mBoxPaint = new Paint();

        mBoxPaint.setColor(0x22ff0000);

        // Paint the background off-white

        mBackgroundPaint = new Paint();

        mBackgroundPaint.setColor(0xfff8efe0);

    }

}

Armed with paint, you can now draw your boxes to the screen.

Listing 29.9  Overriding onDraw(Canvas) (BoxDrawingView.java)

public BoxDrawingView(Context context, AttributeSet attrs) {

    ...

}

@Override

protected void onDraw(Canvas canvas) {

    // Fill the background

    canvas.drawPaint(mBackgroundPaint);

    for (Box box : mBoxen) {

        float left = Math.min(box.getOrigin().x, box.getCurrent().x);

        float right = Math.max(box.getOrigin().x, box.getCurrent().x);

        float top = Math.min(box.getOrigin().y, box.getCurrent().y);

        float bottom = Math.max(box.getOrigin().y, box.getCurrent().y);

        canvas.drawRect(left, top, right, bottom, mBoxPaint);

    }

}

The first part of this code is straightforward: using your off-white background paint, you fill the canvas with a backdrop for your boxes.

Then, for each box in your list of boxes, you determine what the left, right, top, and bottom of the box should be by looking at the two points for the box. The left and top values will be the minimum values, and the bottom and right will be the maximum values.

After calculating these values, you call Canvas.drawRect(…) to draw a red rectangle onto the screen.

Run DragAndDraw and draw some red rectangles (Figure 29.5).

Figure 29.5  An expression of programmerly emotion

An expression of programmerly emotion

And that is it. You have now created a view that captures its own touch events and performs its own drawing.

Challenge: Saving State

Figure out how to persist your boxes across orientation changes from within your View. This can be done with the following View methods:

    protected Parcelable onSaveInstanceState()

    protected void onRestoreInstanceState(Parcelable state)

These methods do not work like Activity and Fragment’s onSaveInstanceState(Bundle). First, they will only be called if your View has an ID. Second, instead of taking in a Bundle, they return and process an object that implements the Parcelable interface. We recommend using a Bundle as theParcelable instead of implementing a Parcelable class yourself. (Implementing the Parcelable interface is complicated. It is better to avoid doing so when possible.)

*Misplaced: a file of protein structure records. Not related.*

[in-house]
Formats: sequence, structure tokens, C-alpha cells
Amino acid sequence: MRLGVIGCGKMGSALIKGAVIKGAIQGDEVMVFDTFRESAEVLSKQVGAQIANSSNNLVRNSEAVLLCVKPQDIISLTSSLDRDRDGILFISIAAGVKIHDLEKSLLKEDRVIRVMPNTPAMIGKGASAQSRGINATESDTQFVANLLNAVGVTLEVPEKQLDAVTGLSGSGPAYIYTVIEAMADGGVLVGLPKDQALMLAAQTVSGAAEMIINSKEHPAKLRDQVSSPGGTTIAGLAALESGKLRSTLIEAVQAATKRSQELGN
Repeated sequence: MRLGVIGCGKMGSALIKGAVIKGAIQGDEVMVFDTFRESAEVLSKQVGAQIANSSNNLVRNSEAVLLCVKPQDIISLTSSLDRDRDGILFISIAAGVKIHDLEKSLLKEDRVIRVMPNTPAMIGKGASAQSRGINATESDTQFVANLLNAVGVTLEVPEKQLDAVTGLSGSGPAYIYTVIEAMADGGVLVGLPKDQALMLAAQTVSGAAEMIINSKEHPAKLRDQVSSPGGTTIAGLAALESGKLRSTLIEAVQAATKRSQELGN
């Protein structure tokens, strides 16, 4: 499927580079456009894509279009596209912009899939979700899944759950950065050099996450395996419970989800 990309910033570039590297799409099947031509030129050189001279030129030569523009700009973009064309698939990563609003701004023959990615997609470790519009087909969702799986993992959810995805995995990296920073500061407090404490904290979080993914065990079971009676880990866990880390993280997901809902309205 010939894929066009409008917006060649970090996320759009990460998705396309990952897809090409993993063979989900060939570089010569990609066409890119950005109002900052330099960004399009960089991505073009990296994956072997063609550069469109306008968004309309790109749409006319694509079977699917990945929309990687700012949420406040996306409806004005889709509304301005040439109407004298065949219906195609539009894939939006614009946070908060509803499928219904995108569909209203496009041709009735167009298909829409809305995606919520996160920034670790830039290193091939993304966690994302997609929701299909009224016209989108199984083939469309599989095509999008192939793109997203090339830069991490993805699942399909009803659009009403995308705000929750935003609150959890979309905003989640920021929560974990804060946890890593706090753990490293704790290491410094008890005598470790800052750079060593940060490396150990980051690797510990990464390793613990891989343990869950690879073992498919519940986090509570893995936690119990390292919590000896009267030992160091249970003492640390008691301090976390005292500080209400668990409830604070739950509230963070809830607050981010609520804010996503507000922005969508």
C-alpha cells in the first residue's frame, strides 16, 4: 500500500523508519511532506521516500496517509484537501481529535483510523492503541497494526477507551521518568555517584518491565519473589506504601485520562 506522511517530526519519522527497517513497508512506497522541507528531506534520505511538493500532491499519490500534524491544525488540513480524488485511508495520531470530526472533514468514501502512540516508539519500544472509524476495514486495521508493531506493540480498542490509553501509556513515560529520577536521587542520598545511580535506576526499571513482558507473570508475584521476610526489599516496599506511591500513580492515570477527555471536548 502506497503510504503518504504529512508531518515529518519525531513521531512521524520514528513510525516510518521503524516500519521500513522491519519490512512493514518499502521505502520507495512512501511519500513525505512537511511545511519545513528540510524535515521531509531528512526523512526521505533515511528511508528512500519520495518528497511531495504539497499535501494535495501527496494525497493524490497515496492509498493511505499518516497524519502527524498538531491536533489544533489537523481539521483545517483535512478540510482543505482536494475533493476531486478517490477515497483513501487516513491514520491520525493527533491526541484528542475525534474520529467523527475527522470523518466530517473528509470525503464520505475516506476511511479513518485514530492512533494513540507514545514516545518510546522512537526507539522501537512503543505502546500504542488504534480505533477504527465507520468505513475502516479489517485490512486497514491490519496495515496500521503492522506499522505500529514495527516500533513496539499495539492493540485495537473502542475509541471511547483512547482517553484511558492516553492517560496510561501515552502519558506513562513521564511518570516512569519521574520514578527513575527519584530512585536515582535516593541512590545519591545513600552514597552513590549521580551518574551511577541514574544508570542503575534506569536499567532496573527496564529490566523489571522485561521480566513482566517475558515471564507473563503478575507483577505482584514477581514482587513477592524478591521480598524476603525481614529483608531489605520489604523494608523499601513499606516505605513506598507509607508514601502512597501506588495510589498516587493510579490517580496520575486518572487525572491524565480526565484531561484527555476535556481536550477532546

Finally, you must also maintain the saved state of BoxDrawingView’s parent, the View class. Save the result of super.onSaveInstanceState() in your new Bundle and send that same result to the super class when calling super.onRestoreInstanceState(Parcelable).

Challenge: Rotating Boxes

For a harder challenge, make it so that you can use a second finger to rotate your rectangles. To do this, you will need to handle multiple pointers in your MotionEvent handling code. You will also need to rotate your canvas.

When dealing with multiple touches, you need these extra ideas:

pointer index

tells you which pointer in the current set of pointers the event is for

pointer ID

gives you a unique ID for a specific finger in a gesture

The pointer index may change, but the pointer ID will not.

For more details, check out the documentation for the following MotionEvent methods:

    public final int getActionMasked()

    public final int getActionIndex()

    public final int getPointerId(int pointerIndex)

    public final float getX(int pointerIndex)

    public final float getY(int pointerIndex)

Also look at the documentation for the ACTION_POINTER_UP and ACTION_POINTER_DOWN constants.